5 sweeping epics to read this National Storytelling Week

Category: News

National Storytelling Week (30 January to 6 February 2022) encourages us to think about the stories that matter to us, and the part storytelling plays in all our lives.

From taut thrillers to sprawling fantasy sagas and literary masterpieces, there are innumerable ways to tell stories that connect with our humanity, ask big questions, and ultimately entertain.

One genre, in particular, has been with us since nearly the start of written human storytelling (see the Epic of Gilgamesh, circa 2100 to 1200 BC).

Whether in geographical sweep, the array of characters, or narrative scope, the standalone epic has enthralled us all.

Keep reading for your guide to some classic and contemporary epics to add to your to-read pile as you celebrate National Storytelling Week.

1. Gone with the Wind by Margaret Mitchell

Margaret Mitchell was born in 1900 and had a successful career in journalism before she tried her hand as a novelist.

Gone with the Wind was to be Mitchell’s only novel. It won the 1937 Pulitzer Prize and would later be adapted into an eight-time Oscar-winning film – including best actress for its star Vivien Leigh, best picture, and best director.

This Civil War epic follows Scarlet O’Hara – “not beautiful, but men seldom realised it” – and her love affair with northerner and “ungentlemanly” outsider, Rhett Butler.

Over five parts and all but 1,000 pages, a huge cast of characters come of age, find love, and face tragedy. The novel touches on themes of war, slavery, and ultimately survival.

2. The Saga of Gösta Berling by Selma Lagerlöf

Known as the Swedish Gone with the Wind, Lagerlöf’s The Saga of Gösta Berling was actually published nearly half a century earlier than Mitchell’s novel, in 1891.

Taking place in rural Sweden soon after the conclusion of the Napoleonic Wars, the novel follows the disgraced priest of the title as he meets veterans of the war and a string of women admirers against the backdrop of Sweden’s harsh winter.

Lagerlöf won the Nobel prize in literature in 1909, the panel citing the “lofty idealism, vivid imagination and spiritual perception that characterize her writings”. Lagerlöf was the first woman to win the prize.

3. Lonesome Dove by Larry McMurty

Larry McMurty (The Last Picture Show, Terms of Endearment) is arguably best known for his Pulitzer prize-winning 1985 novel, Lonesome Dove.

Two retired Texas Rangers, Woodrow F. Call and Augustus “Gus” McCrae, set off on a cattle drive from their Texas ranch headed north to Montana. Through dust storms, wild river crossings, and countless other adventures, the pair gather a band of followers around them.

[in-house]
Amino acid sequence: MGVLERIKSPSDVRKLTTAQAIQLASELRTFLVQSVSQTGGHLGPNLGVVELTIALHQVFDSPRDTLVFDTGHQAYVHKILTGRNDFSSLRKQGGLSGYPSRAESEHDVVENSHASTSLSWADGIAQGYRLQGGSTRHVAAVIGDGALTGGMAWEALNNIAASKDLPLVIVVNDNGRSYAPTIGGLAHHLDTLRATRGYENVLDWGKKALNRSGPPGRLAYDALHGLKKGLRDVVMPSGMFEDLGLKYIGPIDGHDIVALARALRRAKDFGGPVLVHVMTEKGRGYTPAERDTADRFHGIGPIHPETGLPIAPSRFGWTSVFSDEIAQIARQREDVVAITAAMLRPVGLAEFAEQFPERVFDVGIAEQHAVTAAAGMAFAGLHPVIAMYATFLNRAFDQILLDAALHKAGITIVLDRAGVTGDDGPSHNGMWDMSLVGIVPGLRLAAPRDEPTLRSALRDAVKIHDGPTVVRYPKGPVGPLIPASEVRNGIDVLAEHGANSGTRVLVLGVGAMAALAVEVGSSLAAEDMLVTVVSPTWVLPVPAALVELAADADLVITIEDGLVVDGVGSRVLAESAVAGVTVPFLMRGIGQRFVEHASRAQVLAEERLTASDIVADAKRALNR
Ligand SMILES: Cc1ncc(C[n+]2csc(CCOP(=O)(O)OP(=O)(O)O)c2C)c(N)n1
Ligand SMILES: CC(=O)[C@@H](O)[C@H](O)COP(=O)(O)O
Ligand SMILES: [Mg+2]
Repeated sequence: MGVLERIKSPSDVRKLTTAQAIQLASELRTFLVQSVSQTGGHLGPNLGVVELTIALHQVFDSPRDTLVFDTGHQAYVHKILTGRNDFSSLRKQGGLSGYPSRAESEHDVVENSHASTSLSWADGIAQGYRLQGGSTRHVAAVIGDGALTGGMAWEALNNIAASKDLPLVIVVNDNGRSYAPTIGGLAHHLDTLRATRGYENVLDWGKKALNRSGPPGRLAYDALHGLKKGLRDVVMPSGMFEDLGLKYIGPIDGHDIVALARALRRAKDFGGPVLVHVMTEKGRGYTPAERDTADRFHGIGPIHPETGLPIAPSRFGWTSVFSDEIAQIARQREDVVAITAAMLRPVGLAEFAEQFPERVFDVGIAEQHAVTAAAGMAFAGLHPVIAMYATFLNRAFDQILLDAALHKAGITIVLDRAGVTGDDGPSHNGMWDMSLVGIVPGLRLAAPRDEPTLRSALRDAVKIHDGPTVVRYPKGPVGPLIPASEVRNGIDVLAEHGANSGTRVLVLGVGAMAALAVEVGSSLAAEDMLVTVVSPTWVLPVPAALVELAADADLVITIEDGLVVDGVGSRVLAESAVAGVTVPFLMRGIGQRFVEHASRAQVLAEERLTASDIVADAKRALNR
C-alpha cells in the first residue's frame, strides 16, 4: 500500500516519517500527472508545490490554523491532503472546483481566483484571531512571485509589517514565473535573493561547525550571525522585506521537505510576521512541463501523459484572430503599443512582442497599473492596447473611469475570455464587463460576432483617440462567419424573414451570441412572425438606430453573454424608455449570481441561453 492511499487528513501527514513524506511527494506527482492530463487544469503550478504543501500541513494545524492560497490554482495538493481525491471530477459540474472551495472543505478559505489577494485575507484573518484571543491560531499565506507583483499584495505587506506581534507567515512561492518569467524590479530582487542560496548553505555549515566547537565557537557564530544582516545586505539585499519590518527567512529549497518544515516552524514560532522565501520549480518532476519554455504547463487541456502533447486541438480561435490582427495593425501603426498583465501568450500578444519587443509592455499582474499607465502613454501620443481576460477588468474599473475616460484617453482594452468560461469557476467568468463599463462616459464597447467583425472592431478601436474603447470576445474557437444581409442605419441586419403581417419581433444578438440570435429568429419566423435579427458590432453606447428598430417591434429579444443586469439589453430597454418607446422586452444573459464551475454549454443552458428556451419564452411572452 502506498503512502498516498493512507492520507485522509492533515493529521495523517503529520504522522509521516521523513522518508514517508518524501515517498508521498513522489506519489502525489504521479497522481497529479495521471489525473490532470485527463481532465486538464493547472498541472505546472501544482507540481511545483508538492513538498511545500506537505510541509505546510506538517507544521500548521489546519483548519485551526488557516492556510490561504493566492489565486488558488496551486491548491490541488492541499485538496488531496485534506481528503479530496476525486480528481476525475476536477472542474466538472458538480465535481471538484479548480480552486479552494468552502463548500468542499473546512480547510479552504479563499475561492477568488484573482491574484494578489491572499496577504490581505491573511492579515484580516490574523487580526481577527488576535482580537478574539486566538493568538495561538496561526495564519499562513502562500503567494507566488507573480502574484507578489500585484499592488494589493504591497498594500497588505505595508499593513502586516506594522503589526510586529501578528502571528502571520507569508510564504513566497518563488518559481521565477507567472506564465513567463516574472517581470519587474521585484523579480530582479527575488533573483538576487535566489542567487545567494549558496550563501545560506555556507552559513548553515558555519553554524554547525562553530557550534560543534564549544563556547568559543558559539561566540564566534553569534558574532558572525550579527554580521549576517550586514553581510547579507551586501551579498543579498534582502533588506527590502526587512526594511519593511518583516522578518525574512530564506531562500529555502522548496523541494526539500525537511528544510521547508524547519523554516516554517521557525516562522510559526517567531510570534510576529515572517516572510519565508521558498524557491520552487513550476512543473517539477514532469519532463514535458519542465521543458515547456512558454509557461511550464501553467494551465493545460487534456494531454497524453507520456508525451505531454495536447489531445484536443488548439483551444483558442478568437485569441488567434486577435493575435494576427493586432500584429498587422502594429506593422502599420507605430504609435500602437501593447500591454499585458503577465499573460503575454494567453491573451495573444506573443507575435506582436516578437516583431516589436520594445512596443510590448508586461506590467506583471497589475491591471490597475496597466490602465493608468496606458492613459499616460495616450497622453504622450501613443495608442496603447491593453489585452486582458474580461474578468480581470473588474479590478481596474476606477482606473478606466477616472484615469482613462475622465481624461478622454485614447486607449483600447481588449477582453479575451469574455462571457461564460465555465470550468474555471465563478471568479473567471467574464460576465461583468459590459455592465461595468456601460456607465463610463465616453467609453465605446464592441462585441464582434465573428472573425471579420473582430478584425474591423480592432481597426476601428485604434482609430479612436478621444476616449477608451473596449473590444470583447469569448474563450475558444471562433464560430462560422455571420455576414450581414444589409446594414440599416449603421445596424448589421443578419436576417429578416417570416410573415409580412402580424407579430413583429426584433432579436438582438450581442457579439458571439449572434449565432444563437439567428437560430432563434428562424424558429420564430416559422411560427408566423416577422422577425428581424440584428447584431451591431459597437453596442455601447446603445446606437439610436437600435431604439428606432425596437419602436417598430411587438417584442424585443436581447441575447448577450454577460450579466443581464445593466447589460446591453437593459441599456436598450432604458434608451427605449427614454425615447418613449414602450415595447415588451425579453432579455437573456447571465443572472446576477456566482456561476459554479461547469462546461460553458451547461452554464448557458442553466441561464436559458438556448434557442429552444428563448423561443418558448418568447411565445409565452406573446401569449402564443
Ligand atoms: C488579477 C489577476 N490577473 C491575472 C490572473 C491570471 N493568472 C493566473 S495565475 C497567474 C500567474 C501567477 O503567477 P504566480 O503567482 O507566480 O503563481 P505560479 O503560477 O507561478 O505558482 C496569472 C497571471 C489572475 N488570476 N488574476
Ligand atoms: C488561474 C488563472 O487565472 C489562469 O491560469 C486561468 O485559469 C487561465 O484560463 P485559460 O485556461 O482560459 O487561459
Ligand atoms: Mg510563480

Despite their equally romantic motivations for heading north, their opposing personalities will cause friction, testing their decades-old friendship and the cohesion of the group. Not everyone that sets out from the Lonesome Dove ranch will make it back.

McMurty continued the Lonesome Dove saga in Streets of Laredo (1993), and two prequels, Dead Man’s Walk (1995) and Comanche Moon (1997), placing Lonesome Dove as the third book in the series chronologically.

4. The Count of Monte Cristo by Alexandre Dumas

Alexandre Dumas is a French writer of adventure stories, best-known for The Three Musketeers and its sequels (including The Man in the Iron Mask), as well as his epic 1846 masterpiece, The Count of Monte Cristo.

The recently promoted Edmund Dantès suffers a miscarriage of justice at the hands of his enemies and is wrongly imprisoned. Fourteen years later, he is released from a hellish dungeon as a new man, and one intent on revenge.

The novel combines the central revenge story with themes of love, honour, friendship and a fast-paced narrative of high adventure, with the Guardian describing Dumas as “a master of ripping yarns full of fearless heroes, poisonous ladies and swashbuckling adventurers”.

5. The Poisonwood Bible by Barbara Kingsolver

Kingsolver’s international bestseller, The Poisonwood Bible, has been described by the Independent as “a brilliantly realised epic of one family’s journey to the heart of darkness”.

When Nathan Price, an evangelical Baptist, takes his wife and four daughters to the Belgian Congo Basin on the eve of the country gaining independence, tragedy ensues. Told by the women of the family over the course of three decades, this “harrowingly beautiful saga” follows a broken family as it struggles to rebuild in post-colonial Africa.

The novel was chosen as part of Oprah Winfrey’s Book Club in 1999. That year, the novel was also a finalist for the Pulitzer prize.